Hamilton Correctional Institution has become a hot spot for covid-19, with that facility alone accounting for more than 13 percent of all reported cases among state prisoners in Florida.
A combined total of 843 state prisoners had tested positive for the virus as of noon Wednesday, and 112 of those were from HCI, according to the Florida Department of Corrections, which is ramping up testing for inmates.
Two HCI staffers were also confirmed to have covid-19.
A total of 410 HCI inmates tested negative for the virus, and 490 were still pending.
In addition to the confirmed cases, 489 more HCI inmates were under medical quarantine and one was under medical isolation.
Columbia Correctional Institution had 25 confirmed cases involving prisoners and one involving an employee. Forty-nine CCI inmates tested negative and no results were pending.
Thirty-five CCI inmates were under medical quarantine and none were under medical isolation.
Only one inmate was tested at Lake City Correctional Facility, which is operated by the private company CoreCivic. That prisoner tested negative.
One LCCF staffer tested positive, however.
Suwannee Correctional Institution had also only tested a single inmate, with the results also negative. One SCI staffer tested positive.
Clusters of cases at prisons throughout the state surfaced after the Florida Department of Corrections and health officials recently began mass testing of inmates at facilities with existing cases of covid-19.
As of Wednesday, 6,392 tests on inmates were performed, a boost of more than 5,600 tests in just one week. The test results revealed outbreaks in several prisons and nearly doubled the number of inmates who tested positive for the virus.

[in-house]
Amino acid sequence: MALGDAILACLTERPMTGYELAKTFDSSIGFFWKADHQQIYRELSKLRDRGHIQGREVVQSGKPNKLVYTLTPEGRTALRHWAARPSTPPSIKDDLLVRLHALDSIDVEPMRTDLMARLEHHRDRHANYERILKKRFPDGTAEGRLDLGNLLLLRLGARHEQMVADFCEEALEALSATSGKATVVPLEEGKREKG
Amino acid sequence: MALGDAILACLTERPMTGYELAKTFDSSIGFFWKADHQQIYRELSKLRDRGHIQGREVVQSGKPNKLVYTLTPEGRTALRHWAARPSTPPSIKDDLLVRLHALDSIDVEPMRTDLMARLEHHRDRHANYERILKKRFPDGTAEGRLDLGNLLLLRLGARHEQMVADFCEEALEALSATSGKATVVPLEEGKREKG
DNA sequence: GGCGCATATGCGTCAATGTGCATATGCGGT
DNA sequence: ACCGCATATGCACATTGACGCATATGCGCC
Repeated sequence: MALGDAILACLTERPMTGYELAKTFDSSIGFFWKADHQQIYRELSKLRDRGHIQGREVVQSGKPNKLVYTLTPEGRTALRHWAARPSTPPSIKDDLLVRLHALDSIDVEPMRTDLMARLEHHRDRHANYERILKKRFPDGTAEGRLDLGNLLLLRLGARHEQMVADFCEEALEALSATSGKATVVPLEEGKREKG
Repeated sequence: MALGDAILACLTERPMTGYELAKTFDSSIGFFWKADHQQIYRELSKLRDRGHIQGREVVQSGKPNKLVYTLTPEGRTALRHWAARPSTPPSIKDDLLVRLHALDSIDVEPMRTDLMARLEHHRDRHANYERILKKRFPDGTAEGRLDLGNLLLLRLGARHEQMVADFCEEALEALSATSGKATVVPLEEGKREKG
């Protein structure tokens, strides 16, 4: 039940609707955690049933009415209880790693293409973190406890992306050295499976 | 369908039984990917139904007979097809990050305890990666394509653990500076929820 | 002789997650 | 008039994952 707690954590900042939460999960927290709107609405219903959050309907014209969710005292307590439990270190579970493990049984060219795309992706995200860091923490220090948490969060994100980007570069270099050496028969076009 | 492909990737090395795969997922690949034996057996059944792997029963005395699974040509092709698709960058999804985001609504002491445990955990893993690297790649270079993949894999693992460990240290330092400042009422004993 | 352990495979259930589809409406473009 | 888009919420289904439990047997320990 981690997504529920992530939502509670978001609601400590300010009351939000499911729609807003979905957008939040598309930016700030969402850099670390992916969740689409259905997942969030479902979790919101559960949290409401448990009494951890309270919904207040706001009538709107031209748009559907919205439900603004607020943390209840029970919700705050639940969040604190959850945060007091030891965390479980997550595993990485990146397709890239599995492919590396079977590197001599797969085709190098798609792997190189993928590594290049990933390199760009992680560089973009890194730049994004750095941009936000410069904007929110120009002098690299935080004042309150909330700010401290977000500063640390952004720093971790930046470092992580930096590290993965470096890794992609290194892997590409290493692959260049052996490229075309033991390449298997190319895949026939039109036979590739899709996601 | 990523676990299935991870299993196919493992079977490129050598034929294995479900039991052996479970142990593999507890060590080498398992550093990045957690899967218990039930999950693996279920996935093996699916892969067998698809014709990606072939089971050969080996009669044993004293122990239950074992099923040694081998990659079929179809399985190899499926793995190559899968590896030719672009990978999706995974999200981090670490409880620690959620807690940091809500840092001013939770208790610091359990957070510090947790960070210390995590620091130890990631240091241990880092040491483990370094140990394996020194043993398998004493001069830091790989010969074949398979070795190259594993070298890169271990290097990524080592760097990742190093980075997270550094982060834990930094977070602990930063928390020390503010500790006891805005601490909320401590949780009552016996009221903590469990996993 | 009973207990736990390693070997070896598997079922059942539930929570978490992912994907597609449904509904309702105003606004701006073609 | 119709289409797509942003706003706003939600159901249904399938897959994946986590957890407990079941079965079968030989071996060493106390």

“Testing is being expanded at institutions with known positive COVID-19 cases in order for FDC to focus medical personnel and services to inmates with the greatest need,” the Department of Corrections said in a prepared statement provided to The News Service of Florida.
The ramp-up in testing comes amid outbreaks at prisons located in Columbia, Hamilton, Volusia, Jackson, Liberty, Sumter, Palm Beach, Santa Rosa and Miami-Dade counties.
Aware of the threats the coronavirus pandemic poses to the state’s prison system, some facilities with outbreaks have established extra protections for correctional officers and inmates, including a push to test more asymptomatic individuals and to check the temperatures of all inmates.
Some prisons have begun forcing both staff and inmates to wear facial protection.
Corrections officials are also taking other measures aimed at preventing the spread of the virus, such as suspending inmate transfers and placing additional restrictions on internal prisoner movement.